Director Hicks' follow-up to "Shine", "Snow Falling on Cedars", is a romantic drama set in the American Northwest, as well as a historical look at Japanese immigrants after the Second World War.
Adapting a novel for the screen is a tricky business. When the book is as multi-layered and multiple-plotted as the bestseller Snow Falling On Cedars, it's nigh on impossible. And unfortunately, while the movie is certainly beautiful to look at, the simple quantity of storylines make this film far too meandering.
It begins with a court case in wintry Washington State where a Japanese man, Kazuo (Yune), is accused of murdering a fellow fisherman. Observing the trial is Ishmael (Hawke) - a local journalist, whose childhood sweetheart Hatsue (Kudoh), is now Kazuo's girlfriend.
And if you think a courtroom drama/love story is enough to deal with, there is also an examination into the racism against the Japanese in America after the Second World War.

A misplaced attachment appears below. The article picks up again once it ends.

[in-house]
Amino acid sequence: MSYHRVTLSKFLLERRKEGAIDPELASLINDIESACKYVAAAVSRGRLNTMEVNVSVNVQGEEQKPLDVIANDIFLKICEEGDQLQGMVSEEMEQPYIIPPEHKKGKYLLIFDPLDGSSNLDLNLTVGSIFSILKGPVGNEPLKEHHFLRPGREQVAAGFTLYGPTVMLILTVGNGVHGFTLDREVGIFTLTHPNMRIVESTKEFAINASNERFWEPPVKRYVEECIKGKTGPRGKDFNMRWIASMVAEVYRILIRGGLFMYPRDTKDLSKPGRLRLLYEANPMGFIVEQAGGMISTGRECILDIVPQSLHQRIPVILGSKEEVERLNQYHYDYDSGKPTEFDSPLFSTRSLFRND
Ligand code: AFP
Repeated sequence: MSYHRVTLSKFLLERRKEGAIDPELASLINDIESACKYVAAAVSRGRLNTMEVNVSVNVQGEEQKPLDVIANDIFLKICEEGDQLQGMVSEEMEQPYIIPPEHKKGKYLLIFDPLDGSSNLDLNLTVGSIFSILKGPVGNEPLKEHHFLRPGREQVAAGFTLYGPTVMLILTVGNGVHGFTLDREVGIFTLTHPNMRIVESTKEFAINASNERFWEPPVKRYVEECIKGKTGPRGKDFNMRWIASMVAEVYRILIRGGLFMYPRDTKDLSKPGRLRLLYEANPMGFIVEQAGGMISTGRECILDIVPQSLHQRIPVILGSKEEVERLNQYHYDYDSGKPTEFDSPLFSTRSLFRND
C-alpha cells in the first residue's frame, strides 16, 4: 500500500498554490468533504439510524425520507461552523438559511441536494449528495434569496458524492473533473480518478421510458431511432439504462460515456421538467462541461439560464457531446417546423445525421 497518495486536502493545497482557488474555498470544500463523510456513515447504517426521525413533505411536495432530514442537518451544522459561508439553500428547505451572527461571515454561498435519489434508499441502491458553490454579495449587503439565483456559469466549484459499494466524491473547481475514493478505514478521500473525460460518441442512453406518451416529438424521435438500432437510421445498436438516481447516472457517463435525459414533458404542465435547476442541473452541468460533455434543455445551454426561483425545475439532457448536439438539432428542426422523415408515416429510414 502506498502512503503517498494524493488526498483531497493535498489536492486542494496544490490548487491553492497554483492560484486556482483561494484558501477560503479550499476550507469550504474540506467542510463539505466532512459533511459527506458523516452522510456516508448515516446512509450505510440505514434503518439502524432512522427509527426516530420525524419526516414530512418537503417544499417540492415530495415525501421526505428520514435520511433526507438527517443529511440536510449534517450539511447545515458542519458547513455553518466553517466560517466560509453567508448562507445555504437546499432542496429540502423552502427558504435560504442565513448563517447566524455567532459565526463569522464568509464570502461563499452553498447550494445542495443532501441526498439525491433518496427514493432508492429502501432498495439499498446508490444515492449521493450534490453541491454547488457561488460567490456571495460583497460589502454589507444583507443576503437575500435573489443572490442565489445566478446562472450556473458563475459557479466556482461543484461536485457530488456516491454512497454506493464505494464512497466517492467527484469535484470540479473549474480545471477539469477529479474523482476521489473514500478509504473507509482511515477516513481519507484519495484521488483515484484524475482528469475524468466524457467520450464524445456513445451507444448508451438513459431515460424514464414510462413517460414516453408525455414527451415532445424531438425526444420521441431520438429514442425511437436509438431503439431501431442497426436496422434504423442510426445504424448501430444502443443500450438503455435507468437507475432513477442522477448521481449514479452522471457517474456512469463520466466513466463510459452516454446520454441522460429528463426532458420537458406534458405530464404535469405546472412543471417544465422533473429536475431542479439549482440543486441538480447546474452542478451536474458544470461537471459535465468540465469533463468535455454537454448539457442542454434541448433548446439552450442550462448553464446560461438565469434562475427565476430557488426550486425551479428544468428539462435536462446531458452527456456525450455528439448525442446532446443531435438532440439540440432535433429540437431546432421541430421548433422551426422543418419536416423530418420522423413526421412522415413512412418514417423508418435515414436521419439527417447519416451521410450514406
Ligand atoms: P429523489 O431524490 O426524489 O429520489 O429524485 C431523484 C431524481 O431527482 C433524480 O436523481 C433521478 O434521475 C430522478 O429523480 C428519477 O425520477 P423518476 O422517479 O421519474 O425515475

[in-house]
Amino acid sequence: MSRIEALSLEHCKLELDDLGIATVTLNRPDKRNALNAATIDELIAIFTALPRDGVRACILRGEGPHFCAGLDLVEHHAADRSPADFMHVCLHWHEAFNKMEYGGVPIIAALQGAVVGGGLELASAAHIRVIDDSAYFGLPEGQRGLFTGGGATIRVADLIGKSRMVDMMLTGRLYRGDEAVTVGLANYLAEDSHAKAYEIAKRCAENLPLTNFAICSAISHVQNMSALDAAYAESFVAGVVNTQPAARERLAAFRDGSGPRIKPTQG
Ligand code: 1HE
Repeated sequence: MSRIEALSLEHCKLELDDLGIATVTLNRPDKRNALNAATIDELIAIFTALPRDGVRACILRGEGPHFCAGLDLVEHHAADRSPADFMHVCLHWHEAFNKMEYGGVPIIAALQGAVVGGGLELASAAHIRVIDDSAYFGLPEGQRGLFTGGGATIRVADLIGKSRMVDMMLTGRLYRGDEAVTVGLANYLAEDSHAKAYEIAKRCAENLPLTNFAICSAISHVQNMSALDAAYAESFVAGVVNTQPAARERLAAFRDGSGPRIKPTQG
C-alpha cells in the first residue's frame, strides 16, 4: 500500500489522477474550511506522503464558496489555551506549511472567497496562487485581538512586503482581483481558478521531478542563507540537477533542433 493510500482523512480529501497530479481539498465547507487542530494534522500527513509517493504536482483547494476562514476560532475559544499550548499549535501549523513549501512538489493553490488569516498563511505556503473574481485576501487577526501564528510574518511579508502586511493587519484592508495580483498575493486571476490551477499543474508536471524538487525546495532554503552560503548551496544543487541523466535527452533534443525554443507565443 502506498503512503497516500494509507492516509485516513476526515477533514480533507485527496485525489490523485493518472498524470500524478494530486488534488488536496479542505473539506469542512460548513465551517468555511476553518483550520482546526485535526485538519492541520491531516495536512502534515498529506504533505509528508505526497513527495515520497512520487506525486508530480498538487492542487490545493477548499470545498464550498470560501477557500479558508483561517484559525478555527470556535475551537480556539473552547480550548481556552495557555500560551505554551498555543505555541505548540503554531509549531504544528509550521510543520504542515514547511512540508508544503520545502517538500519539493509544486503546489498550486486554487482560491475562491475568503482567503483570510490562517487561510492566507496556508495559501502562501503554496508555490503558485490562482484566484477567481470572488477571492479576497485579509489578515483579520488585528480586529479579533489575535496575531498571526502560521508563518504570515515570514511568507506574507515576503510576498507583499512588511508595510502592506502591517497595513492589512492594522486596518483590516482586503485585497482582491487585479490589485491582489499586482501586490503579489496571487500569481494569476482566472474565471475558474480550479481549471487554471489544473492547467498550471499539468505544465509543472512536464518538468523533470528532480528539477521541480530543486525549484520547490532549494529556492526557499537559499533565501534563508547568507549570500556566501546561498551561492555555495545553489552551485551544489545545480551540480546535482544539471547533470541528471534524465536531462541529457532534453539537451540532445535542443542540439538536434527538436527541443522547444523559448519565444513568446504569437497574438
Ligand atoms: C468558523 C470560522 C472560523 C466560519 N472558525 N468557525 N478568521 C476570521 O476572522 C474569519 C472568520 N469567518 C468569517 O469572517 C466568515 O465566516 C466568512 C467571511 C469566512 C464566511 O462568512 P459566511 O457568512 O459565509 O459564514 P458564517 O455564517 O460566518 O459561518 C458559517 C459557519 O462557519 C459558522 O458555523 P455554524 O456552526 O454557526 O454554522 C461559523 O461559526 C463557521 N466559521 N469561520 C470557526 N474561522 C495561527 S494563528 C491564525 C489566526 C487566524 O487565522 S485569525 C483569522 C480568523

As you can see, all this is just too much to cram into a single movie. Flitting between the court case and flashbacks of Ishmael and Hatsue, the film tries to tell all these stories simultaneously. And while the themes are sound - lost love, bigotry, and so on - it is at the expense of a coherent film.
The cinematography is spectacular, the American Northwest rendered in such spectacular detail that you can almost feel the flakes coming down from the sky. But elegant scenery does not a good movie make, and Hicks' obvious love of the source material makes for a well made, but ultimately uninspiring film.